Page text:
Here is a sneak peek at Autumn Love!
“What’s your favorite kind of apple, Grandpa?” Ali asked.
She was sitting next to him on the tractor that he’d just shut off, looking around the orchard that she loved so much. Most of the orchard was filled with McIntosh, but there were plenty of Cortland, Macoun, Crispin, and Honeycrisp, not to mention other fruits and vegetables on the farm, but to Ali, the apples were the star.
“My favorite is the one I’m eating at that moment,” he said, laughing. He was like jolly old Saint Nick to her. White hair, white beard, and a big belly. At twelve she didn’t believe in Santa anymore, but she believed in her grandfather and that was good enough.
“But if you had a choice?” she asked again. She was always asking a million questions, or so her father always annoyingly said.
Her grandfather hopped off the tractor and reached his long arm up to grab a small Mac off the tree and tossed it to her. Another week or so and they’d be ready for people to line up and start picking.
“Right now, this is my favorite. Tart on the first bite, then followed up by a juicy sweetness. Can’t get any better than this, can you?”
She bit into the apple and realized he was right when a dribble of juice rolled down her chin. It was her favorite at the moment. “I’m so excited about the hayrides and haunted house this year.”
“I don’t know how I let you talk me into that, but I feel like a kid myself planning it all out. Your mother has all sorts of ideas for the bakery too, to have snacks ready for the night to sell.”
“I’m going to help her in there too. I can’t wait until this is all mine someday,” she said.
As the only grandchild, she figured it’d come to her. Why wouldn’t it? Her mother was an only child too and worked on the farm her whole life. She ran the bakery on site that was open all year round.
“You’ve got a lot of years ahead of you to make that decision,” her grandfather said. “There is a great big world out there for you. Running this farm is a lot of work and takes its toll on the body and sometimes the soul. It’s not meant for everyone.”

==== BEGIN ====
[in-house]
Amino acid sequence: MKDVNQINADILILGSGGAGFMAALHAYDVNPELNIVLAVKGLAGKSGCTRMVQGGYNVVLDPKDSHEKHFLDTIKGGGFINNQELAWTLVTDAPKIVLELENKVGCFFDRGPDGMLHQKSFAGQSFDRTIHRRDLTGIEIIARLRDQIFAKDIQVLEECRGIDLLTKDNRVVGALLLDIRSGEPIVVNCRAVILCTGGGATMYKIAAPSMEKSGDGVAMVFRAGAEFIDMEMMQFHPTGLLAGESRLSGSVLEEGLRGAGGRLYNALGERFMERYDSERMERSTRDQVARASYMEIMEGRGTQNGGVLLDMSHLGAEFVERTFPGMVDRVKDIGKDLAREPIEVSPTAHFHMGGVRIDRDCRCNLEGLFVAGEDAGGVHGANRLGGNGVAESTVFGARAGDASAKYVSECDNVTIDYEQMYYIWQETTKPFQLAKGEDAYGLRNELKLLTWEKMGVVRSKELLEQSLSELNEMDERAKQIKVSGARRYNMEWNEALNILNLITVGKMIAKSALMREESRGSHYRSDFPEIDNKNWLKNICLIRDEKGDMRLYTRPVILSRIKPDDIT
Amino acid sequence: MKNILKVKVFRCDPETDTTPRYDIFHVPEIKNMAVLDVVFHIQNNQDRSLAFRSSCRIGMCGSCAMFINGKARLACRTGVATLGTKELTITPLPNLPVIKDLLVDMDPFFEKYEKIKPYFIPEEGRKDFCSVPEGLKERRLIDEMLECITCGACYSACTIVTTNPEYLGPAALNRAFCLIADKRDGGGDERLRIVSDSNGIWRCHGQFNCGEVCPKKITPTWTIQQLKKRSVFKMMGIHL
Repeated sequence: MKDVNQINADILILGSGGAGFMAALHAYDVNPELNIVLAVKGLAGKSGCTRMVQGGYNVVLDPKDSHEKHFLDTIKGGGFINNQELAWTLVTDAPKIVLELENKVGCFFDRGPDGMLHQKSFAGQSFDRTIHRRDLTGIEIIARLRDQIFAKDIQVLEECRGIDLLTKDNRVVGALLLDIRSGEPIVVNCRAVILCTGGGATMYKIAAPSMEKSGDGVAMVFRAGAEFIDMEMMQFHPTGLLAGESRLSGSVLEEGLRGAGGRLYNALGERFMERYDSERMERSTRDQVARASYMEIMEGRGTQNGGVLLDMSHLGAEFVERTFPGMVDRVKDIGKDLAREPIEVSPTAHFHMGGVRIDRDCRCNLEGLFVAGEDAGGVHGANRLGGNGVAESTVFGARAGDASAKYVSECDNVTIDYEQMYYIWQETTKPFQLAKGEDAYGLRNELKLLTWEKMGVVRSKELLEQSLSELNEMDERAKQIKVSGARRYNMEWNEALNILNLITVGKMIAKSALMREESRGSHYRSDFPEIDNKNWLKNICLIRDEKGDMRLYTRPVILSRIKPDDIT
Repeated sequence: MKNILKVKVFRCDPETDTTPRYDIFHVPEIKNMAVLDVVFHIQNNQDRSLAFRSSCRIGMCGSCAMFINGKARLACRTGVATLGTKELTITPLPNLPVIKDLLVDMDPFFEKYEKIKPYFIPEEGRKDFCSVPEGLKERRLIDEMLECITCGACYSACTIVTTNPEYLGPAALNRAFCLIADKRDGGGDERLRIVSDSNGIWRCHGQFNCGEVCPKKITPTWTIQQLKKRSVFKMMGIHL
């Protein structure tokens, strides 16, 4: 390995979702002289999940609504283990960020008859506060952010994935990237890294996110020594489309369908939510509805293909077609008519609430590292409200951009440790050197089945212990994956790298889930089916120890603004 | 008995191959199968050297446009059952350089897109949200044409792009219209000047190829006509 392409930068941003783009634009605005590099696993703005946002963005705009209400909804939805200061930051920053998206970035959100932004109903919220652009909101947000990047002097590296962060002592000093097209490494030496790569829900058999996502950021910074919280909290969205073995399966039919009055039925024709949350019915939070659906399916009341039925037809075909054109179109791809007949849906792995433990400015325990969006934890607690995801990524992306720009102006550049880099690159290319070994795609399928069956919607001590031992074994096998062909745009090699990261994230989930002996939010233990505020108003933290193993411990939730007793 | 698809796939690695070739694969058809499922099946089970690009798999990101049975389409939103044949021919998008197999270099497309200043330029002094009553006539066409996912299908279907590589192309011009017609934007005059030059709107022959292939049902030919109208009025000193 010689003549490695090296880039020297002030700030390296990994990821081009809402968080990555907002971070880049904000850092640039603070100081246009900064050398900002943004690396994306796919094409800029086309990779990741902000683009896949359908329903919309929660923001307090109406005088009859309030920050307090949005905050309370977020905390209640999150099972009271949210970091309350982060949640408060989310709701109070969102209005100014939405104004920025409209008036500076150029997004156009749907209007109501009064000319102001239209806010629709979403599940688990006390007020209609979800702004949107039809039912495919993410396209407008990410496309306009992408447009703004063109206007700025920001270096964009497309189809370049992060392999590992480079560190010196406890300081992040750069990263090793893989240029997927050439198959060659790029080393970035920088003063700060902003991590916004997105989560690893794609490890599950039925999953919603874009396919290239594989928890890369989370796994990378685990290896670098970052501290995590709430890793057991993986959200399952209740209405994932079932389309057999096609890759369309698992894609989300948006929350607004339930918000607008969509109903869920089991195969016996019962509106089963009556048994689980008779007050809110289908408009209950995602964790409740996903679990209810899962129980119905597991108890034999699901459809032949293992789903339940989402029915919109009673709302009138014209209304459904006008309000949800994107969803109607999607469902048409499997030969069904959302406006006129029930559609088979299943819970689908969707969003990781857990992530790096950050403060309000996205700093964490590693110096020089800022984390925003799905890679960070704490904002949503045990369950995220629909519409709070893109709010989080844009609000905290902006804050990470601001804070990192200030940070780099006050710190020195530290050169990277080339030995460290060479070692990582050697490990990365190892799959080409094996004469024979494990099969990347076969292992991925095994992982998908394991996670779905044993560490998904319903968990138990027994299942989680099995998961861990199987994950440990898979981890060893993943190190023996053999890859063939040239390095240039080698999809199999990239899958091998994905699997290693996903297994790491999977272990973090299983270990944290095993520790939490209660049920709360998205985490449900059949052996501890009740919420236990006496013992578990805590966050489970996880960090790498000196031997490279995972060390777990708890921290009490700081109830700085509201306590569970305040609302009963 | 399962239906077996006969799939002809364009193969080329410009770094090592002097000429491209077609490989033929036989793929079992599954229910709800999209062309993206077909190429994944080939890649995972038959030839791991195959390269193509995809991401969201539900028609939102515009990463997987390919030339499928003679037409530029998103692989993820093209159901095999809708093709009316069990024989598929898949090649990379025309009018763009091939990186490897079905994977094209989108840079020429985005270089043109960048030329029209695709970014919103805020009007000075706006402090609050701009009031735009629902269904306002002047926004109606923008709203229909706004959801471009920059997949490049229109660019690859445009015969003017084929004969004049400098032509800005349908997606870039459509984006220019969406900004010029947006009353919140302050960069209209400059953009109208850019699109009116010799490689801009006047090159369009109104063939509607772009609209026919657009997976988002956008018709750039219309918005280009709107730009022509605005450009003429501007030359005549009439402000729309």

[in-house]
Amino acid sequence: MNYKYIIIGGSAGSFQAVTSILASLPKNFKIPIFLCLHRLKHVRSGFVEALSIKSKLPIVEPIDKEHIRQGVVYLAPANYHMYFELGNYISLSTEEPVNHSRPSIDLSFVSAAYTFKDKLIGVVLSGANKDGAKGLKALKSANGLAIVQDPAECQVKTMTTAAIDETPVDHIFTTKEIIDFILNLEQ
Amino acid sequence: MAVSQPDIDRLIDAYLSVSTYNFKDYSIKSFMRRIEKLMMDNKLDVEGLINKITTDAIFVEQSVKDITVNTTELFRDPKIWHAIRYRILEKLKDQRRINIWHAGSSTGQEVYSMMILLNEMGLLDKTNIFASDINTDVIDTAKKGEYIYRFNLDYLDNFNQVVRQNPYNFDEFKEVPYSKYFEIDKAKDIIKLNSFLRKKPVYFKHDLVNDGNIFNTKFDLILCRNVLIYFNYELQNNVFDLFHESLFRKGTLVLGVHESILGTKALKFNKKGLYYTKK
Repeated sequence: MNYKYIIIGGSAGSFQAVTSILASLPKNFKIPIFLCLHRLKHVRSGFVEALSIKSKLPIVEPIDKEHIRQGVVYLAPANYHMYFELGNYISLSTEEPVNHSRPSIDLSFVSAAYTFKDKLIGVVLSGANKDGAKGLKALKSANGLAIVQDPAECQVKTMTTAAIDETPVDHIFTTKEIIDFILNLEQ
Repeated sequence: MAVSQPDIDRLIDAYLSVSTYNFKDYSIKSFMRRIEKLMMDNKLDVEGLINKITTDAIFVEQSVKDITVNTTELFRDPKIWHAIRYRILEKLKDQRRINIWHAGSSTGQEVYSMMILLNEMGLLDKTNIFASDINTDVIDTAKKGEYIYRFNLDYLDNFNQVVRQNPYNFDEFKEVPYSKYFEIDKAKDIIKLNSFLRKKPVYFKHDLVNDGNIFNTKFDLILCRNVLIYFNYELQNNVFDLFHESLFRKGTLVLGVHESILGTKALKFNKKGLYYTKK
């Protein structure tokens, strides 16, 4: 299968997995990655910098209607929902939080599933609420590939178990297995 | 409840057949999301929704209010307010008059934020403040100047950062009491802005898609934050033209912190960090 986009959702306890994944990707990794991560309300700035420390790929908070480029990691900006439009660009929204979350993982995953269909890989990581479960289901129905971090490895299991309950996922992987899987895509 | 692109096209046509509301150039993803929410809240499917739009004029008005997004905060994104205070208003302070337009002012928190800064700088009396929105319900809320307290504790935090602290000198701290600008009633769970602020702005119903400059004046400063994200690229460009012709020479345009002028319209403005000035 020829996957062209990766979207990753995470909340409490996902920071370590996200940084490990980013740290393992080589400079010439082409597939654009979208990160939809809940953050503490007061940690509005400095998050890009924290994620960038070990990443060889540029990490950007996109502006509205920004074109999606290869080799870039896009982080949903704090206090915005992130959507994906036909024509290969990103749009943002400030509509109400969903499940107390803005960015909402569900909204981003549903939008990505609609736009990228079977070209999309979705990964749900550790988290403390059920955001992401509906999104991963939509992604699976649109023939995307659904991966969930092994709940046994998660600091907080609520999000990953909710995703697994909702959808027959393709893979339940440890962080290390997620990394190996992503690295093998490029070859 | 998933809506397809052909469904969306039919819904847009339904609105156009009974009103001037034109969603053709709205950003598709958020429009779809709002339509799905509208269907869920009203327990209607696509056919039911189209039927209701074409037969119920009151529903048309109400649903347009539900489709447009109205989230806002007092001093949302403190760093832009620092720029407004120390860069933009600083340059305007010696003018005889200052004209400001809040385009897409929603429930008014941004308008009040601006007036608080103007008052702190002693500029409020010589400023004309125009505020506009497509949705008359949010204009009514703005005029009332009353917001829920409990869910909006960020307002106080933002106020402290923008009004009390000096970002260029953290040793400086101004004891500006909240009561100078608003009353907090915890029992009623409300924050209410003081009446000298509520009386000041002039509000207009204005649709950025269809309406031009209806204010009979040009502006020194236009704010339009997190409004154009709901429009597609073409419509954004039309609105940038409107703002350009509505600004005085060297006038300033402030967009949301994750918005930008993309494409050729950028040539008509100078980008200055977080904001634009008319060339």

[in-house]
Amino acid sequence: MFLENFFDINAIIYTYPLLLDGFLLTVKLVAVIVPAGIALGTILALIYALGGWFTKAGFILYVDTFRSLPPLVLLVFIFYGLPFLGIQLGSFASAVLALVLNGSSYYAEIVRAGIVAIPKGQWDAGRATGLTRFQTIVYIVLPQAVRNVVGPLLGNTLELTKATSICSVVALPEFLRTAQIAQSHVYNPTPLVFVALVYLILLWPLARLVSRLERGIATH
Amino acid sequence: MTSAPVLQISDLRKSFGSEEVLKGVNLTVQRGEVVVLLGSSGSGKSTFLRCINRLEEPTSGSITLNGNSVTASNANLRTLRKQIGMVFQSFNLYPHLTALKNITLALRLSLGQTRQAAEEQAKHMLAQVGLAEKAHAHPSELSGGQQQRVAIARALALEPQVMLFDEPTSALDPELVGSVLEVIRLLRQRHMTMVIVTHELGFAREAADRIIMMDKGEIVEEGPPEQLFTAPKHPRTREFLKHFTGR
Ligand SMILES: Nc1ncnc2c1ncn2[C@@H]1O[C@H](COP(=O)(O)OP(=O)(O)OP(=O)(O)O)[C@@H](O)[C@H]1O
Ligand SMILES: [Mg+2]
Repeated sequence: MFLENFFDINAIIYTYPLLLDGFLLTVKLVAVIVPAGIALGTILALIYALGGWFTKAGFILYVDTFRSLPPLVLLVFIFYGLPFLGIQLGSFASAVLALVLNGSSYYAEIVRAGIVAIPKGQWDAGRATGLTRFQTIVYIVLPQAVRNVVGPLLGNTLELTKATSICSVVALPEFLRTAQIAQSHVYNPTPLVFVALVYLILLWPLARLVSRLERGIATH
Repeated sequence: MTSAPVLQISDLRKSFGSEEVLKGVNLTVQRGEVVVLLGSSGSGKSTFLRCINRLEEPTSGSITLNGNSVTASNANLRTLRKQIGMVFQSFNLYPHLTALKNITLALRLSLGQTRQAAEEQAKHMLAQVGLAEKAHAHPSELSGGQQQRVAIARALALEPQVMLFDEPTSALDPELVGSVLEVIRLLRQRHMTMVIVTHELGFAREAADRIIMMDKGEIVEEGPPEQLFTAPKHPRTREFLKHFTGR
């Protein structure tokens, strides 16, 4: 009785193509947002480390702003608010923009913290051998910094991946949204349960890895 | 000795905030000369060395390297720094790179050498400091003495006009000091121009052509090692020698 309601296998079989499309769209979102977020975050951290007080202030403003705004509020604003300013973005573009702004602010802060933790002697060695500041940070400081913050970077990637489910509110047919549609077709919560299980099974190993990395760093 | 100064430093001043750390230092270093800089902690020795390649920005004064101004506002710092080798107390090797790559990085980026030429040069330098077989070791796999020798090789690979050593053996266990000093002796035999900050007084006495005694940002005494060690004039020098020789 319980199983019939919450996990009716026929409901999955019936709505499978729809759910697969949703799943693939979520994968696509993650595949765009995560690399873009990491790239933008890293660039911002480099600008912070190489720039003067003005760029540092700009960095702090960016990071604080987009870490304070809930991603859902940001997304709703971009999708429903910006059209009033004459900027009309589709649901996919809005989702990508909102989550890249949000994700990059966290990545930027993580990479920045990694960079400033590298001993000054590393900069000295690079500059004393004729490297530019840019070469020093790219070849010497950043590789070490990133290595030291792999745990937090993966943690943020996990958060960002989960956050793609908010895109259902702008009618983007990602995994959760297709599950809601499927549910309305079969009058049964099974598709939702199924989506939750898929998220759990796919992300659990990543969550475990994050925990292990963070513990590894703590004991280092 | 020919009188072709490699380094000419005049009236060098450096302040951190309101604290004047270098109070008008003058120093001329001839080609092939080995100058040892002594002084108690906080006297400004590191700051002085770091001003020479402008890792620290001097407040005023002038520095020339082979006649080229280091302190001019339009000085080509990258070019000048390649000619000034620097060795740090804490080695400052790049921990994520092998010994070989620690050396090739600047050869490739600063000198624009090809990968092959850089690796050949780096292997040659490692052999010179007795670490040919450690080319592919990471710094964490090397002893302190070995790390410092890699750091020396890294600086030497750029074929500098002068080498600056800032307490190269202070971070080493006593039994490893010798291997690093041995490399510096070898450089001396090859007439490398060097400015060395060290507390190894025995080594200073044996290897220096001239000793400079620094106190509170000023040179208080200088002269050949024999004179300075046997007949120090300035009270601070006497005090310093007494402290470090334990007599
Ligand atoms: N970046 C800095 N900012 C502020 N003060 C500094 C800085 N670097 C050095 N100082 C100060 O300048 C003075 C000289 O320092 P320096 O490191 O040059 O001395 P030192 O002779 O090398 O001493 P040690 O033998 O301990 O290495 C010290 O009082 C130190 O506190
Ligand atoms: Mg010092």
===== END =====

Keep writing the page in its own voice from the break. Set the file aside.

“You’re as strong as an ox,” she told her grandfather as he grabbed a ladder and started to climb up one tree to inspect the apples. He’d been teaching her what to look for for years now.
“I’m as big as one, that’s for sure,” he said, laughing loudly.
Ali paused, climbed off the tractor and looked up at her grandfather, then finally said, “Mom and Dad are fighting a lot about the farm. Is that why you said what you did?”
Her grandfather climbed down the ladder and took her by the shoulders. “I said it’s a lot of work because it is. Your mother loves it here, or so she has always said. That’s why we opened the bakery for her all those years ago.”
“She does,” Ali insisted. “That’s why Dad is mad. He says she pays more attention to the farm and the store than him.”
Her grandfather snorted. “I’ll keep my lips sealed on that comment. Here’s the deal, Ali. You’ve got options for your future. You don’t have to be tied here in Lake George. You don’t have to be tied to the Adirondacks at all. There’s a big world out there and I want to make sure you’ve thought it all through before you commit to staying here or working this farm.”
“I know what I want,” she said stubbornly. “I’m never leaving. This is my legacy.” She giggled and her grandfather pulled her into his arms.
“You’re a good kid, Ali. Just remember this conversation one day. A legacy doesn’t mean a lot if you’re all by yourself trying to pull it together. It takes teamwork. A family of sorts.”
“We’ve got a family. It’s you and Mom and me. That’s all we need. And you’ve got all those employees too.”
He kissed her on the forehead, like he always did, then pulled her into his arms. She’d never grow tired of her grandfather’s hugs. It wasn’t as if she got them much from her father. She was guessing her mother didn’t either. “Someday you’ll understand.”